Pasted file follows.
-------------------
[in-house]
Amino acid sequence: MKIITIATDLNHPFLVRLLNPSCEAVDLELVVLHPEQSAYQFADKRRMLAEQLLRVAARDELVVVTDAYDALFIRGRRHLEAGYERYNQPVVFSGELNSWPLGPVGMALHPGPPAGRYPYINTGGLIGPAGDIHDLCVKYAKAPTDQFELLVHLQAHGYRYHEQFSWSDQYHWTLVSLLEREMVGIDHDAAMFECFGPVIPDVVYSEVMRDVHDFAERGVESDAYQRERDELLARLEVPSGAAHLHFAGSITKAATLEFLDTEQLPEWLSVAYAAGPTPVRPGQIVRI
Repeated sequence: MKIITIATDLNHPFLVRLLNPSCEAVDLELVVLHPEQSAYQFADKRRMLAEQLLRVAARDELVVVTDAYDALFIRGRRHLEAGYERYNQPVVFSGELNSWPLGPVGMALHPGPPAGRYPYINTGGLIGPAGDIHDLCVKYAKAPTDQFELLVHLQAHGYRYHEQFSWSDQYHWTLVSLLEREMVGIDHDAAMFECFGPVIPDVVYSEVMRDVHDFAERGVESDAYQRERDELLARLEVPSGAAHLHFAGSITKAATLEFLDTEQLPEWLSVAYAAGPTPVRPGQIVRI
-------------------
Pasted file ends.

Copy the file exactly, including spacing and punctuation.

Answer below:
[in-house]
Amino acid sequence: MKIITIATDLNHPFLVRLLNPSCEAVDLELVVLHPEQSAYQFADKRRMLAEQLLRVAARDELVVVTDAYDALFIRGRRHLEAGYERYNQPVVFSGELNSWPLGPVGMALHPGPPAGRYPYINTGGLIGPAGDIHDLCVKYAKAPTDQFELLVHLQAHGYRYHEQFSWSDQYHWTLVSLLEREMVGIDHDAAMFECFGPVIPDVVYSEVMRDVHDFAERGVESDAYQRERDELLARLEVPSGAAHLHFAGSITKAATLEFLDTEQLPEWLSVAYAAGPTPVRPGQIVRI
Repeated sequence: MKIITIATDLNHPFLVRLLNPSCEAVDLELVVLHPEQSAYQFADKRRMLAEQLLRVAARDELVVVTDAYDALFIRGRRHLEAGYERYNQPVVFSGELNSWPLGPVGMALHPGPPAGRYPYINTGGLIGPAGDIHDLCVKYAKAPTDQFELLVHLQAHGYRYHEQFSWSDQYHWTLVSLLEREMVGIDHDAAMFECFGPVIPDVVYSEVMRDVHDFAERGVESDAYQRERDELLARLEVPSGAAHLHFAGSITKAATLEFLDTEQLPEWLSVAYAAGPTPVRPGQIVRI